In fact, historically the government has never found many useful social service tasks for volunteers. VISTA hit its peak in 1980 when it employed 5,000 workers. The United States put only 30,000 conscientious objectors into alternative service positions from 1951 to 1965. Between 1965 and 1970, 170,000 people were classified as COs, but only about half of them were assigned to service jobs. The depression-era public works programs employed millions of people, but those people were paid to build roads and undertake similar projects, not to "do good." Even today, VISTA, the Peace Corps, and the more than 60 state and local youth service programs collectively employ just 9,000 people. What does the DLC suggest for 800,000 or more? Not only working with the terminally ill, but also helping in day care centers, building playgrounds, handling police paperwork, and installing smoke detectors in the homes of senior citizens. But do those sorts of activities justify a massive new federal program? Warns Rep. William Ford (D-Mich.), the DLC program is "an approach reminiscent of Stalinist industrialization in the 1930's: throw legions of untrained and inexperienced young amateurs at the problem."(46)
That is not to say that young people cannot achieve anything worthwhile; the San Francisco Conservation Corps recently built a 450-seat community theater.(47) They simply cannot satisfy all social needs, which range from health care to education to outdoor construction. Moreover, there are specific social needs that seem pressing but are unmet because people lack the resources to pay for them. Those problems, however, are individual, not a disembodied aggregate. Local volunteer efforts should address such needs; people should be encouraged to acknowledge their responsibility for their neighbors instead of expecting the government to step in. Any government solution should be narrowly focused--for instance, on the problem of families' paying for adequate care for members with Alzheimer's disease.(48) The notion of vast, unspecified "unmet social needs" is meaningless.
Serious Opportunity Costs
Particularly important in this context is what economists call "opportunity cost"; that is, paying young people to sweep floors entails the cost of forgoing whatever else we could do with that money and the cost of forgoing whatever else those young people could do with their time. An additional dollar spent on medical research might be a better investment than one used to add an extra hospital helper; an additional young person who finished school and entered the field of biogenetics might increase social welfare more than one more kid shelving books in a library. Indeed, people "serve" the public by performing all manner of tasks, not just jobs termed "public service."
As our population ages, the opportunity cost of channeling young people into useless occupations for a year or two will grow because it will become increasingly hard for small start- up firms, which provide valuable services and products to society, to attract the lower wage help that they need to succeed.(49) The DLC program would delay the move of hundreds of thousands or millions of people annually from school to the workforce.
Furthermore, in a world in which foreign students regularly outscore American children on tests on a variety of subjects, shouldn't we encourage students to study harder and finish their education instead of paying them to spend a year or two picking up cigarette butts in a park? Except in the case of hard-core ghetto dropouts, any skills learned through the citizens corps are likely to be of little value and never again used after the volunteer reenters school or the workforce. And a new study raises doubts that even the poor would benefit much from this sort of work. After reviewing experience of the military, the Human Resources Research Organzation concluded that "any advantage military service provided low-aptitude veterans over their civilian counterparts did not translate into higher future earnings. . . . Though the military might appear to be an attractive and efficient means to ameliorate the economic ills and skills decline rampant among the nation's youth, [it] does not appear able to turn disadvantage into advantage."(50) Although the average pre-med student will probably continue his education and become an M.D. despite such an interruption, less motivated students might not finish school. The National Center for Education Statistics reports that students are most likely to earn a baccalaureate if they attend university immediately after high school. Worried Eduardo Pena, chairman of the League of United Latin American Citizens' Foundation, a national service program would interrupt "the educational cycle" and create "too many situations that tend to siphon off students from continuing their education."(51) Not everyone should go to college, of course, but it is hard to see the social benefit of discouraging interested students from completing their studies.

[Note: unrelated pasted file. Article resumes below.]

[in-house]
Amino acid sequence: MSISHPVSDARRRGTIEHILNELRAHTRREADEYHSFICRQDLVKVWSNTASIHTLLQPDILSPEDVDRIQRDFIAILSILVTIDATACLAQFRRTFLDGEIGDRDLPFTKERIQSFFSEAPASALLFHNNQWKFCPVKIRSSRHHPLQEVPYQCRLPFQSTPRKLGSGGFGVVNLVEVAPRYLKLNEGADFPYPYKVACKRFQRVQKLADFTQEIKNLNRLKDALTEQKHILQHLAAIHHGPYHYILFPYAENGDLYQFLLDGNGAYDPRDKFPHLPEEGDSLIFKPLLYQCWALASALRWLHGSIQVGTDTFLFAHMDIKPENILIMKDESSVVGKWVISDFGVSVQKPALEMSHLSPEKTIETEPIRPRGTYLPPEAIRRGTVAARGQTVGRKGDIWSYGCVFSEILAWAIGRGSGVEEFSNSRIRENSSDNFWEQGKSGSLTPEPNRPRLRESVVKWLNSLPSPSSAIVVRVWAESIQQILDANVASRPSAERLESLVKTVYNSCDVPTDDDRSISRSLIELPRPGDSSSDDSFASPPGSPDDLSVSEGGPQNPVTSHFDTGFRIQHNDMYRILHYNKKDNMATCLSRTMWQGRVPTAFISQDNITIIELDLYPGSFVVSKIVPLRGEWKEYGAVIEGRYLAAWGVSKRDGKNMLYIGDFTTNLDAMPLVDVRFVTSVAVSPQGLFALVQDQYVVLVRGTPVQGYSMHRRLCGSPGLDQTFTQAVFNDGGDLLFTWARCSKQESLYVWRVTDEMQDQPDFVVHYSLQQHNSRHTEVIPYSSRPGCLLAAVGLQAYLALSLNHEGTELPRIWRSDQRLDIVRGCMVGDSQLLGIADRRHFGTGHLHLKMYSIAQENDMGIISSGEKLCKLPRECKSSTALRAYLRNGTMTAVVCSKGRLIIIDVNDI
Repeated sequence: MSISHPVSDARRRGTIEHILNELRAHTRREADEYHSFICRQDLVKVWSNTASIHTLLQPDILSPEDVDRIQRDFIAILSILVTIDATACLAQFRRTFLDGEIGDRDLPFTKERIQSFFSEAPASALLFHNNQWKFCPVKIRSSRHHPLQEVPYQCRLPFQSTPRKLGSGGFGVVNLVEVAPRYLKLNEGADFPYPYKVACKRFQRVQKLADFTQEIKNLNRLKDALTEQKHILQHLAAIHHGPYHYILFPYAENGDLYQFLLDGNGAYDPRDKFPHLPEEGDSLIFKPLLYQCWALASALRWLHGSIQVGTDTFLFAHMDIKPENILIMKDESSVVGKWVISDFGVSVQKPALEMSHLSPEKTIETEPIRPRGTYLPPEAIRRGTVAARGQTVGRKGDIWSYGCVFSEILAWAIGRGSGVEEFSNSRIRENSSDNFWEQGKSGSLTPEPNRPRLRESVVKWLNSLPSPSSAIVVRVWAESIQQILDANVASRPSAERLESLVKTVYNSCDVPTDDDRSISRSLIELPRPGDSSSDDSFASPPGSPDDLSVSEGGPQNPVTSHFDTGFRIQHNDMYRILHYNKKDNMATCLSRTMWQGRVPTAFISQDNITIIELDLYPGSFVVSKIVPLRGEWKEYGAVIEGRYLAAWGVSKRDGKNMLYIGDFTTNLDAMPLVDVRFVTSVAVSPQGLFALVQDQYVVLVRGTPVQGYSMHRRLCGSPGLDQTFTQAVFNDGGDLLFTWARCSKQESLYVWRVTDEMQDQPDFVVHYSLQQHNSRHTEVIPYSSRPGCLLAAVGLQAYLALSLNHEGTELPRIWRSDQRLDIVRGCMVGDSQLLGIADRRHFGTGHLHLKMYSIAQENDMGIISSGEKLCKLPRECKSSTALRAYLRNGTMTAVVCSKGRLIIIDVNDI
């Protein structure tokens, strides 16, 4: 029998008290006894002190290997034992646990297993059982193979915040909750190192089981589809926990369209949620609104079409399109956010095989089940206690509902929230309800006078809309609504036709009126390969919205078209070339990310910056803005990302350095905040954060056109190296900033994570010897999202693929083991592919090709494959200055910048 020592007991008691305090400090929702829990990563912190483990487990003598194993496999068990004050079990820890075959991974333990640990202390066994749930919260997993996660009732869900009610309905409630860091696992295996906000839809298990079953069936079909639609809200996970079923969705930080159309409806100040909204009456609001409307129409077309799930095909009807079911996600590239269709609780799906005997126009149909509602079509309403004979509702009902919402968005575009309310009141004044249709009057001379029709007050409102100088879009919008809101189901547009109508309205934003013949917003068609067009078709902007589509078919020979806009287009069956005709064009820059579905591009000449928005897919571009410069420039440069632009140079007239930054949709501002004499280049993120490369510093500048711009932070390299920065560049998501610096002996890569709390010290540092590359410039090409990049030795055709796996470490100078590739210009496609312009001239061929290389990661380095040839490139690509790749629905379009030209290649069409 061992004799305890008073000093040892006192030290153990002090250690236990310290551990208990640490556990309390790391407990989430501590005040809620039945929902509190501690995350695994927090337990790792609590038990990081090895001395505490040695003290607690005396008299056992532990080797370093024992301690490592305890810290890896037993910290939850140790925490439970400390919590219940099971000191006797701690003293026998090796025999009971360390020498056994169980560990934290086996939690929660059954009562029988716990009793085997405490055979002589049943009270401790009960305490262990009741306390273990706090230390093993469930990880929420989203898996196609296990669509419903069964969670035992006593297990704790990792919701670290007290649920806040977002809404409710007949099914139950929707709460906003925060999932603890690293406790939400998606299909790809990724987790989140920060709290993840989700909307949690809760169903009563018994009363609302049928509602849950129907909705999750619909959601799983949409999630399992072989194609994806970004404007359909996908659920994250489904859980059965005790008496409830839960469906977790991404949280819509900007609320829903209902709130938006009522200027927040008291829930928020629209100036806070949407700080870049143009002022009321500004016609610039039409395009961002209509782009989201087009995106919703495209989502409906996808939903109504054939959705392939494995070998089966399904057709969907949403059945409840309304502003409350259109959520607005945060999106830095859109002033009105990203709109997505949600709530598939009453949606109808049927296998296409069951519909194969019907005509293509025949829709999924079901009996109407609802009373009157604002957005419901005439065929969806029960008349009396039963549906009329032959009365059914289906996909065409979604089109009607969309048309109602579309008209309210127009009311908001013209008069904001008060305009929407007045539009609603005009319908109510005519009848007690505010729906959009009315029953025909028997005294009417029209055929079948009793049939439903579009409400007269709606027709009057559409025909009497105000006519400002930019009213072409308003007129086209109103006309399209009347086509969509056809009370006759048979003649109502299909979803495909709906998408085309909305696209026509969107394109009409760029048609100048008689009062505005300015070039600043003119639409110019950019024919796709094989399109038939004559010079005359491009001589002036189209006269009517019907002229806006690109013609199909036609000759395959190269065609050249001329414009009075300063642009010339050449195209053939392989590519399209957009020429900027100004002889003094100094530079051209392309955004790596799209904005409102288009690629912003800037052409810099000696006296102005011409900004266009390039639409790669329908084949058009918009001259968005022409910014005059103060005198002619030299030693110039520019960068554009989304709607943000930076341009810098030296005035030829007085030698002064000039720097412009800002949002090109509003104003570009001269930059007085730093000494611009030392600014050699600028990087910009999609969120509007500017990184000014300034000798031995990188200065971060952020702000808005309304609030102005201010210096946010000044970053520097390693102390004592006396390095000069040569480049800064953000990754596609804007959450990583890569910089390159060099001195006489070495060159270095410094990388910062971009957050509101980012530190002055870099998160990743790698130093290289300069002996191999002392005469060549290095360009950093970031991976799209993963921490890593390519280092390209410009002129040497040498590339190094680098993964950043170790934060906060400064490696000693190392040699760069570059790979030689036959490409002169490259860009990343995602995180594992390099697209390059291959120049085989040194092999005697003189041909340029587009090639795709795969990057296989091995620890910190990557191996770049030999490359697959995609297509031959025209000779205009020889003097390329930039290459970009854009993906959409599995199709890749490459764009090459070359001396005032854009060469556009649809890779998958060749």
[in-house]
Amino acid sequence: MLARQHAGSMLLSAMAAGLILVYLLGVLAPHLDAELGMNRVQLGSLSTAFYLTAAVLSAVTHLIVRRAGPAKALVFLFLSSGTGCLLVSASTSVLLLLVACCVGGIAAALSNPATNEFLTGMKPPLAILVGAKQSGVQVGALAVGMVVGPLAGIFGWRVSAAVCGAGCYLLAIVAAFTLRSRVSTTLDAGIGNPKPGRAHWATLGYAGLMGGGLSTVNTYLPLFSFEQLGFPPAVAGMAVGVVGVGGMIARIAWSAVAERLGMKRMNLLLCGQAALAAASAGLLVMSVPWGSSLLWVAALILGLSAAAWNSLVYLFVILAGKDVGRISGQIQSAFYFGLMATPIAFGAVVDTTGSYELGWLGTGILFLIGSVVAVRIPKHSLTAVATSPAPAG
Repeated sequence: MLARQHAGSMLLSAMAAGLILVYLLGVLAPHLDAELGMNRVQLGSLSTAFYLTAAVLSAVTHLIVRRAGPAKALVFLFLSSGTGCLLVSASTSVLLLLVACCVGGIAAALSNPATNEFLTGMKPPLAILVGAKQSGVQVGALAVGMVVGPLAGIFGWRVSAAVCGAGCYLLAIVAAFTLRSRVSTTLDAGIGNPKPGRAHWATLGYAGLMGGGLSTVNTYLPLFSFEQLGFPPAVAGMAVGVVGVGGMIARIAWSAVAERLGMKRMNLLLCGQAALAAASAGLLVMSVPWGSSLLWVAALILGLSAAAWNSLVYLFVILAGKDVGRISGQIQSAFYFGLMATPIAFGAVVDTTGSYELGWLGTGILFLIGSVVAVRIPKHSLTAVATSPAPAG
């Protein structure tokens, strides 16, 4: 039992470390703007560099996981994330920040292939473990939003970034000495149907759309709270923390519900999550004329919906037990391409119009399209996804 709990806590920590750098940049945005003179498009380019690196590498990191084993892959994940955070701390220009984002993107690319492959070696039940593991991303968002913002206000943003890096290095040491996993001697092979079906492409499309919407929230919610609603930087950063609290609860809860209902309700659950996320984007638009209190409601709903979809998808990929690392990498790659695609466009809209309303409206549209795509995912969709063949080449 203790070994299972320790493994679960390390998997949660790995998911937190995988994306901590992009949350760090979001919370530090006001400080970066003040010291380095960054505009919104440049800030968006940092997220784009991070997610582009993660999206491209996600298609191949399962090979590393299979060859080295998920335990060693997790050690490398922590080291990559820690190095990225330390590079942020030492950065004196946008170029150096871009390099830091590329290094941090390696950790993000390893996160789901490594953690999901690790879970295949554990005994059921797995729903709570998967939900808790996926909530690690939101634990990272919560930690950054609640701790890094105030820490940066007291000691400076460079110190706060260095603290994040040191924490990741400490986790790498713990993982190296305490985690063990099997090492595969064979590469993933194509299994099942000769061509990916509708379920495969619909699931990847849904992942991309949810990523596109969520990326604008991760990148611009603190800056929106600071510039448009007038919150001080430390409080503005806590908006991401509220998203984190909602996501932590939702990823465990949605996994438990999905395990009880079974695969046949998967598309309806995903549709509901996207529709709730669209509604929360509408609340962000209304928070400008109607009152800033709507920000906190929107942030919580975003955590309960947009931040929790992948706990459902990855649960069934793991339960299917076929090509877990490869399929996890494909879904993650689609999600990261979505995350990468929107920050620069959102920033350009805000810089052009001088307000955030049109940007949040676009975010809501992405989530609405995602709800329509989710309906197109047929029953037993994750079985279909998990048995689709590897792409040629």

Would "service" nevertheless make participants, whether the pre-med or the marginal student who drops out, better people? Almost certainly yes--if they served voluntarily. But advocates of the Citizens Corps have yet to show how paying people to sweep floors in a public library will improve their characters. If that's all it takes to create a sense of civic responsibility, then students presumably could gain the same benefit by taking a part-time job sweeping floors in the campus library. A monster new federal program simply won't create a desire to serve.
That is the case even for the "conservation corps" programs so favored by national service advocates. Argues Chapman: "Whatever else these jobs may be, they are not necessarily character-building or new. Young people have taken similar jobs for years. Maybe they have the value of making a college- bound student grateful that he isn't going to be doing that all his life. But such a lesson is quickly learned and the rest is generally not ennobling."(52)